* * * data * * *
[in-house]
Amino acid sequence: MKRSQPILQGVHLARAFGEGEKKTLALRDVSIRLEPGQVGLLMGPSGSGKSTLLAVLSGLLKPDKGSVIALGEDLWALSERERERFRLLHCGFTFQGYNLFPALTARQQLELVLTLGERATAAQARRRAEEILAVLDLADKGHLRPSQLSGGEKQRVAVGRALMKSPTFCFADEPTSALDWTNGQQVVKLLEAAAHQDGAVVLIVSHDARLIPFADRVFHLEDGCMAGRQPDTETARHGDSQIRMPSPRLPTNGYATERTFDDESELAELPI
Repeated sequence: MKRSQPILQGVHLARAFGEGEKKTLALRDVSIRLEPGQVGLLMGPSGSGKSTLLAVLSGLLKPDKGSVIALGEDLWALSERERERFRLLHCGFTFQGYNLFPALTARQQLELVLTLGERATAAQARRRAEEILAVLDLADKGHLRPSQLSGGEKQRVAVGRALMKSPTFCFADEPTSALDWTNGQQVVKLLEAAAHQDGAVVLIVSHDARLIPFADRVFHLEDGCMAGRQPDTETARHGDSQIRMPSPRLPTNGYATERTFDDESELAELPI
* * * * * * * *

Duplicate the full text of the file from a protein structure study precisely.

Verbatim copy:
[in-house]
Amino acid sequence: MKRSQPILQGVHLARAFGEGEKKTLALRDVSIRLEPGQVGLLMGPSGSGKSTLLAVLSGLLKPDKGSVIALGEDLWALSERERERFRLLHCGFTFQGYNLFPALTARQQLELVLTLGERATAAQARRRAEEILAVLDLADKGHLRPSQLSGGEKQRVAVGRALMKSPTFCFADEPTSALDWTNGQQVVKLLEAAAHQDGAVVLIVSHDARLIPFADRVFHLEDGCMAGRQPDTETARHGDSQIRMPSPRLPTNGYATERTFDDESELAELPI
Repeated sequence: MKRSQPILQGVHLARAFGEGEKKTLALRDVSIRLEPGQVGLLMGPSGSGKSTLLAVLSGLLKPDKGSVIALGEDLWALSERERERFRLLHCGFTFQGYNLFPALTARQQLELVLTLGERATAAQARRRAEEILAVLDLADKGHLRPSQLSGGEKQRVAVGRALMKSPTFCFADEPTSALDWTNGQQVVKLLEAAAHQDGAVVLIVSHDARLIPFADRVFHLEDGCMAGRQPDTETARHGDSQIRMPSPRLPTNGYATERTFDDESELAELPI